- The Washington Times - Sunday, September 25, 2022

Yes, it’s true, prices at the pump have decreased this summer, as Americans cut back on travel, therefore lessening demand, and President Joe Biden drained the U.S. Strategic Petroleum Reserve (SPR) to help increase supply.

Under Mr. Biden’s watch, the SPR has been exhausted from 640 million barrels to 450 million barrels, and now sits at its lowest level since October 1984, U.S. Department of Energy Data show. Mr. Biden’s 1-million-barrels-a-day oil release from the country’s emergency reserves is scheduled to end next month. American consumers can expect gasoline, heating oil, and diesel fuel to spike soon after the mid-term elections.

The president’s desperate SPR drawdown is a political ploy that leaves Americans vulnerable and hasn’t provided any meaningful relief  – energy prices remain about 70% higher than they were when Mr. Biden took office. Moreover, the reserve is for emergency use only, not to be relied upon to win votes in November.

When U.S. energy producers were unleashed under President Donald J. Trump, and oil prices were at a low, Mr. Trump filled the SPR with 75 million barrels. The only presidents to order emergency drawdowns (other than Mr. Biden) were during Operation Desert Storm, after Hurricane Katrina, and in response to oil disruptions in Libya in 2011. 

These reserves will have to be replaced, but by whom and at what cost? 

Mr. Biden has declared war on domestic oil and gas production. This April, the Interior Department announced it would raise royalty rates for federal onshore leases and cut the acreage available by 80%. In May, it canceled offshore lease sales. The so-called “Inflation Reduction Act,” will increase costs for domestic energy producers and raise taxes. Democrats are blocking new pipelines from being built and intentionally slowing down the permitting process.

Meanwhile, Russia is threatening to cut off Europe’s energy supply, causing the U.S. to send record liquefied national gas and diesel exports to Europe (further reducing U.S. stockpiles), the global oil supply remains influx as Putin rages war with Ukraine, and the largest oil-producing countries in the Middle East have so far refused to ramp up production. 

Therefore, the average cost of home heating is expected to rise in the U.S. by 17.2% from last winter to $1,202, the highest price in more than a decade, the National Energy Assistance Directors Association (NEADA) said. This is as more than 20 million U.S. households or about 1 in 6 American families, has fallen behind on paying their utility bills.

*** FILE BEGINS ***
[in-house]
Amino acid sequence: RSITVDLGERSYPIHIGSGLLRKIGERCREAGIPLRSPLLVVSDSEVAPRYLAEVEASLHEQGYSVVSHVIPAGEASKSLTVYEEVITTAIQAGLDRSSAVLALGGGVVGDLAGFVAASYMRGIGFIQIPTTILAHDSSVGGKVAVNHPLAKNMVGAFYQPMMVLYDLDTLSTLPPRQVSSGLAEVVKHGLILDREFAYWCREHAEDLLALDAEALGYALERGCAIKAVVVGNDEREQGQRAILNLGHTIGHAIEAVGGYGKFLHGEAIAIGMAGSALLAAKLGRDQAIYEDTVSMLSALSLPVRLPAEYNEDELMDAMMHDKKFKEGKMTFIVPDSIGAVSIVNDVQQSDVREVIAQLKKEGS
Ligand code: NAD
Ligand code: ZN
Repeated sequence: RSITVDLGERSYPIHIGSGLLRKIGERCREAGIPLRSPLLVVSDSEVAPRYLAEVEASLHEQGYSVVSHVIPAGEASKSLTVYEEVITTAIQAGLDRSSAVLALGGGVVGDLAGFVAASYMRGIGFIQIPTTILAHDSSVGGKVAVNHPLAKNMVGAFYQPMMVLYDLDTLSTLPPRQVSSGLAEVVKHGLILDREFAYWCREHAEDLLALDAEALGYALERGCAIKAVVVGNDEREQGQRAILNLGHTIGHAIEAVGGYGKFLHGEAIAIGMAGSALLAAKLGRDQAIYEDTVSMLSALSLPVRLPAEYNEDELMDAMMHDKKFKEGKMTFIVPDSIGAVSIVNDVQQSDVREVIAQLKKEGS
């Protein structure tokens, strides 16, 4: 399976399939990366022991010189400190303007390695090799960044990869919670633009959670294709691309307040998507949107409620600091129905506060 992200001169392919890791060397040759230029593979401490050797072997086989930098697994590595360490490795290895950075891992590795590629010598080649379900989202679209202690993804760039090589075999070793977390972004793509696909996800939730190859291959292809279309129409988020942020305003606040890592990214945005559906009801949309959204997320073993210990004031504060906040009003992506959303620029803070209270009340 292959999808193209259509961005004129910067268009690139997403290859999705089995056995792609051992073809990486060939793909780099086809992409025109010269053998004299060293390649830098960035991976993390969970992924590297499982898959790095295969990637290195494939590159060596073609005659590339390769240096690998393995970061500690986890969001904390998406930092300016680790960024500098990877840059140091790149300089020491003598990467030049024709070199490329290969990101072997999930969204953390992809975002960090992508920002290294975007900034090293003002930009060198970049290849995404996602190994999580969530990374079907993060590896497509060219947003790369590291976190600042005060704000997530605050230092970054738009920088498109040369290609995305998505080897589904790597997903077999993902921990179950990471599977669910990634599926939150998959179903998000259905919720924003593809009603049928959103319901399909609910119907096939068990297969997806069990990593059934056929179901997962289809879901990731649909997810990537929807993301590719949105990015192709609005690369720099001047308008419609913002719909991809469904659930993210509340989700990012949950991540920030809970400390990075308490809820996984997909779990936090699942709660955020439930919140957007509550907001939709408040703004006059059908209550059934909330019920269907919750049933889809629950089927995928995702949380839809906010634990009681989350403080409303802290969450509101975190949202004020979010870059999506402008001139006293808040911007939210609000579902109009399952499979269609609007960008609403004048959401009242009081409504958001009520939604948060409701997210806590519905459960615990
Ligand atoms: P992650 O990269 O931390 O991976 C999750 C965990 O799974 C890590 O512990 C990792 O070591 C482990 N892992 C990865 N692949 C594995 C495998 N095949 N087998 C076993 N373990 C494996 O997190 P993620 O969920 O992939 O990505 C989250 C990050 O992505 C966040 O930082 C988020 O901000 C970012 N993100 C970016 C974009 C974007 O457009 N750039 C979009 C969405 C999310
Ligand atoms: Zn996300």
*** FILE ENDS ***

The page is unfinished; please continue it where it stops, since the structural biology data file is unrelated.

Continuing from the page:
Diesel and heating oil, which are distillates made from crude oil, are 63% below the five-year average in New England and 58% below the same average from Maryland to New York, according to the Department of Energy. Nationwide, stocks of heating oil and diesel are at their lowest levels seasonally since 2000, according to the U.S. Energy Information Administration.

The Northeast is heavily reliant on heating oil to keep homes warm in the winter, with 24% of homes in Massachusetts dependent on it, to more than 60% in Maine.

Last week, the governors of these two states, along with four others, met with Energy Secretary Jennifer Granholm, to voice their concerns about soaring fuel costs heading into the winter. Yet, instead of pleading with the Biden administration to end their assault on domestic energy producers and adopt policies to expand production, the governors asked for more federal emergency reserves to be released and to waive the Jones Act. The Jones Act is a law that requires only U.S. ships, that are built domestically and are American staffed, can move goods between U.S. ports.

None of these solutions are likely to give ailing Americans – already being crushed by inflation – the relief or comfort they need heading into the winter months. 

“We will be paying for it,” David Rewcastle, a University of New Haven analyst and economics professor told USA Today last week of the left’s endless war on fossil fuels. He noted there was no short-term solution to rising energy prices this winter.

“Maybe this will be a teachable moment,” he added. 

Just not before millions of Americans suffer as a result.

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